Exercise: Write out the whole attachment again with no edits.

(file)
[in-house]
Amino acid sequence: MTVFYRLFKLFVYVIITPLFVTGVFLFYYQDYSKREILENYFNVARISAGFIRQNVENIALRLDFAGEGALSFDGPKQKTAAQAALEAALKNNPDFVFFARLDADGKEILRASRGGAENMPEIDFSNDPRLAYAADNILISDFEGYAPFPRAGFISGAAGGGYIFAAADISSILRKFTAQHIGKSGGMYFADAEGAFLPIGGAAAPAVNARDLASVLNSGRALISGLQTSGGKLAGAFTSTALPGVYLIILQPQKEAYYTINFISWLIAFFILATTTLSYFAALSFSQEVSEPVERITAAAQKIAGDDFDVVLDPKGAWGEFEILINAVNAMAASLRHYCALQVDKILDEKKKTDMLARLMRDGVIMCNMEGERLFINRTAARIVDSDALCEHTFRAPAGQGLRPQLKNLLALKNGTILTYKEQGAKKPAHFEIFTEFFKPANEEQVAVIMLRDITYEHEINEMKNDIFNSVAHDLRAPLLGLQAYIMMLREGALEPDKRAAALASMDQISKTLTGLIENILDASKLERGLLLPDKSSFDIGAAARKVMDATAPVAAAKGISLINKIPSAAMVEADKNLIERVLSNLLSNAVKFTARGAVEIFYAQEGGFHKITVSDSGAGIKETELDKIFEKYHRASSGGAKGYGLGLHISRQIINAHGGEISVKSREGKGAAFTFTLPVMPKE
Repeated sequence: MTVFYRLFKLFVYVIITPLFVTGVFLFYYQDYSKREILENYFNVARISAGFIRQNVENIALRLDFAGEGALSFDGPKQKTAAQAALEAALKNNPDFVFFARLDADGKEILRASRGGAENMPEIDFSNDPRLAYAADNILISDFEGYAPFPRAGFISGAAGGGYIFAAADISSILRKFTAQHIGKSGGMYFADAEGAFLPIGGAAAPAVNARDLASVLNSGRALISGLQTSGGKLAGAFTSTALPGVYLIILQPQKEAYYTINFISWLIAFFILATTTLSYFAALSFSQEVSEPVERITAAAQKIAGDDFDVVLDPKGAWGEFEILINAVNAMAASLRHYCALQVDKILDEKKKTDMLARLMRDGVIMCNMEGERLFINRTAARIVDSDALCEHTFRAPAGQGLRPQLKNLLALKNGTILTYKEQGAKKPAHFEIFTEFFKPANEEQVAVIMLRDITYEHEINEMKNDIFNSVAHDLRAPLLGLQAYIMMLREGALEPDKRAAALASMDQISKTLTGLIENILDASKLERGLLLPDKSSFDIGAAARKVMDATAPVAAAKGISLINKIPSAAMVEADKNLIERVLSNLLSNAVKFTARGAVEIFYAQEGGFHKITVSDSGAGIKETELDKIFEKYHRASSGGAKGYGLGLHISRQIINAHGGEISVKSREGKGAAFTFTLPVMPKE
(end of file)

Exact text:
[in-house]
Amino acid sequence: MTVFYRLFKLFVYVIITPLFVTGVFLFYYQDYSKREILENYFNVARISAGFIRQNVENIALRLDFAGEGALSFDGPKQKTAAQAALEAALKNNPDFVFFARLDADGKEILRASRGGAENMPEIDFSNDPRLAYAADNILISDFEGYAPFPRAGFISGAAGGGYIFAAADISSILRKFTAQHIGKSGGMYFADAEGAFLPIGGAAAPAVNARDLASVLNSGRALISGLQTSGGKLAGAFTSTALPGVYLIILQPQKEAYYTINFISWLIAFFILATTTLSYFAALSFSQEVSEPVERITAAAQKIAGDDFDVVLDPKGAWGEFEILINAVNAMAASLRHYCALQVDKILDEKKKTDMLARLMRDGVIMCNMEGERLFINRTAARIVDSDALCEHTFRAPAGQGLRPQLKNLLALKNGTILTYKEQGAKKPAHFEIFTEFFKPANEEQVAVIMLRDITYEHEINEMKNDIFNSVAHDLRAPLLGLQAYIMMLREGALEPDKRAAALASMDQISKTLTGLIENILDASKLERGLLLPDKSSFDIGAAARKVMDATAPVAAAKGISLINKIPSAAMVEADKNLIERVLSNLLSNAVKFTARGAVEIFYAQEGGFHKITVSDSGAGIKETELDKIFEKYHRASSGGAKGYGLGLHISRQIINAHGGEISVKSREGKGAAFTFTLPVMPKE
Repeated sequence: MTVFYRLFKLFVYVIITPLFVTGVFLFYYQDYSKREILENYFNVARISAGFIRQNVENIALRLDFAGEGALSFDGPKQKTAAQAALEAALKNNPDFVFFARLDADGKEILRASRGGAENMPEIDFSNDPRLAYAADNILISDFEGYAPFPRAGFISGAAGGGYIFAAADISSILRKFTAQHIGKSGGMYFADAEGAFLPIGGAAAPAVNARDLASVLNSGRALISGLQTSGGKLAGAFTSTALPGVYLIILQPQKEAYYTINFISWLIAFFILATTTLSYFAALSFSQEVSEPVERITAAAQKIAGDDFDVVLDPKGAWGEFEILINAVNAMAASLRHYCALQVDKILDEKKKTDMLARLMRDGVIMCNMEGERLFINRTAARIVDSDALCEHTFRAPAGQGLRPQLKNLLALKNGTILTYKEQGAKKPAHFEIFTEFFKPANEEQVAVIMLRDITYEHEINEMKNDIFNSVAHDLRAPLLGLQAYIMMLREGALEPDKRAAALASMDQISKTLTGLIENILDASKLERGLLLPDKSSFDIGAAARKVMDATAPVAAAKGISLINKIPSAAMVEADKNLIERVLSNLLSNAVKFTARGAVEIFYAQEGGFHKITVSDSGAGIKETELDKIFEKYHRASSGGAKGYGLGLHISRQIINAHGGEISVKSREGKGAAFTFTLPVMPKE